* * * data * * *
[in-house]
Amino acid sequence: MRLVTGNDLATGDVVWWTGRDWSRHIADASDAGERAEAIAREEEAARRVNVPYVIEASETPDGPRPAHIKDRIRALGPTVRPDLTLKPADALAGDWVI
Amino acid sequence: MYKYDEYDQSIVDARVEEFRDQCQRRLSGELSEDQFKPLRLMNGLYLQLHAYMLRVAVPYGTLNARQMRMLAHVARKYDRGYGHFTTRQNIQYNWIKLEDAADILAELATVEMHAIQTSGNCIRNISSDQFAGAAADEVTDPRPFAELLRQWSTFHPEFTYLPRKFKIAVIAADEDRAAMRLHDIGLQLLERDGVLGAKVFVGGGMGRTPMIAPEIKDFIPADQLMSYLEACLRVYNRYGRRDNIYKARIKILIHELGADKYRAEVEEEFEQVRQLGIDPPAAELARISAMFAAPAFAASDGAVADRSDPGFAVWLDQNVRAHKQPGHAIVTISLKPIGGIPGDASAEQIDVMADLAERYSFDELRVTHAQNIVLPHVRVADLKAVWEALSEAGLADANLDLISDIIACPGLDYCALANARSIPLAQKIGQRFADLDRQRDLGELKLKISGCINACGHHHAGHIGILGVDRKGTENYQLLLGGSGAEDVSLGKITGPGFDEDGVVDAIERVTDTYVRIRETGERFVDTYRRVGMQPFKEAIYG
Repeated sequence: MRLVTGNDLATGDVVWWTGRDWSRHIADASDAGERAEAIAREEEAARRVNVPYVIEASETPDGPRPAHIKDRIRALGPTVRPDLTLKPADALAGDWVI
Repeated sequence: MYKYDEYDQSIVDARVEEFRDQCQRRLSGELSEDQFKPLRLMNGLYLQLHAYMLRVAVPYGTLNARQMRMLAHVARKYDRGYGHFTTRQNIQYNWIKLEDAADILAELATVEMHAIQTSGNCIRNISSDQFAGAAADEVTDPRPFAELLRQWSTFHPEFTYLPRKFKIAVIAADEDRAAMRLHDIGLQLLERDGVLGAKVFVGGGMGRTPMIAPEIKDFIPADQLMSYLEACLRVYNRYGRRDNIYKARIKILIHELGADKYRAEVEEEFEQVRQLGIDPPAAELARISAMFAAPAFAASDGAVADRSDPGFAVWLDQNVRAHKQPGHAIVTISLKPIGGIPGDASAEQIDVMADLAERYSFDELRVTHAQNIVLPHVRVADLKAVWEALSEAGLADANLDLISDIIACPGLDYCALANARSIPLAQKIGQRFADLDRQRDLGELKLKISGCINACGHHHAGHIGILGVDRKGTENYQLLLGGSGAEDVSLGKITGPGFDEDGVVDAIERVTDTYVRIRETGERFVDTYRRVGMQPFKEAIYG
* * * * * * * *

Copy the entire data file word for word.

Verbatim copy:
[in-house]
Amino acid sequence: MRLVTGNDLATGDVVWWTGRDWSRHIADASDAGERAEAIAREEEAARRVNVPYVIEASETPDGPRPAHIKDRIRALGPTVRPDLTLKPADALAGDWVI
Amino acid sequence: MYKYDEYDQSIVDARVEEFRDQCQRRLSGELSEDQFKPLRLMNGLYLQLHAYMLRVAVPYGTLNARQMRMLAHVARKYDRGYGHFTTRQNIQYNWIKLEDAADILAELATVEMHAIQTSGNCIRNISSDQFAGAAADEVTDPRPFAELLRQWSTFHPEFTYLPRKFKIAVIAADEDRAAMRLHDIGLQLLERDGVLGAKVFVGGGMGRTPMIAPEIKDFIPADQLMSYLEACLRVYNRYGRRDNIYKARIKILIHELGADKYRAEVEEEFEQVRQLGIDPPAAELARISAMFAAPAFAASDGAVADRSDPGFAVWLDQNVRAHKQPGHAIVTISLKPIGGIPGDASAEQIDVMADLAERYSFDELRVTHAQNIVLPHVRVADLKAVWEALSEAGLADANLDLISDIIACPGLDYCALANARSIPLAQKIGQRFADLDRQRDLGELKLKISGCINACGHHHAGHIGILGVDRKGTENYQLLLGGSGAEDVSLGKITGPGFDEDGVVDAIERVTDTYVRIRETGERFVDTYRRVGMQPFKEAIYG
Repeated sequence: MRLVTGNDLATGDVVWWTGRDWSRHIADASDAGERAEAIAREEEAARRVNVPYVIEASETPDGPRPAHIKDRIRALGPTVRPDLTLKPADALAGDWVI
Repeated sequence: MYKYDEYDQSIVDARVEEFRDQCQRRLSGELSEDQFKPLRLMNGLYLQLHAYMLRVAVPYGTLNARQMRMLAHVARKYDRGYGHFTTRQNIQYNWIKLEDAADILAELATVEMHAIQTSGNCIRNISSDQFAGAAADEVTDPRPFAELLRQWSTFHPEFTYLPRKFKIAVIAADEDRAAMRLHDIGLQLLERDGVLGAKVFVGGGMGRTPMIAPEIKDFIPADQLMSYLEACLRVYNRYGRRDNIYKARIKILIHELGADKYRAEVEEEFEQVRQLGIDPPAAELARISAMFAAPAFAASDGAVADRSDPGFAVWLDQNVRAHKQPGHAIVTISLKPIGGIPGDASAEQIDVMADLAERYSFDELRVTHAQNIVLPHVRVADLKAVWEALSEAGLADANLDLISDIIACPGLDYCALANARSIPLAQKIGQRFADLDRQRDLGELKLKISGCINACGHHHAGHIGILGVDRKGTENYQLLLGGSGAEDVSLGKITGPGFDEDGVVDAIERVTDTYVRIRETGERFVDTYRRVGMQPFKEAIYG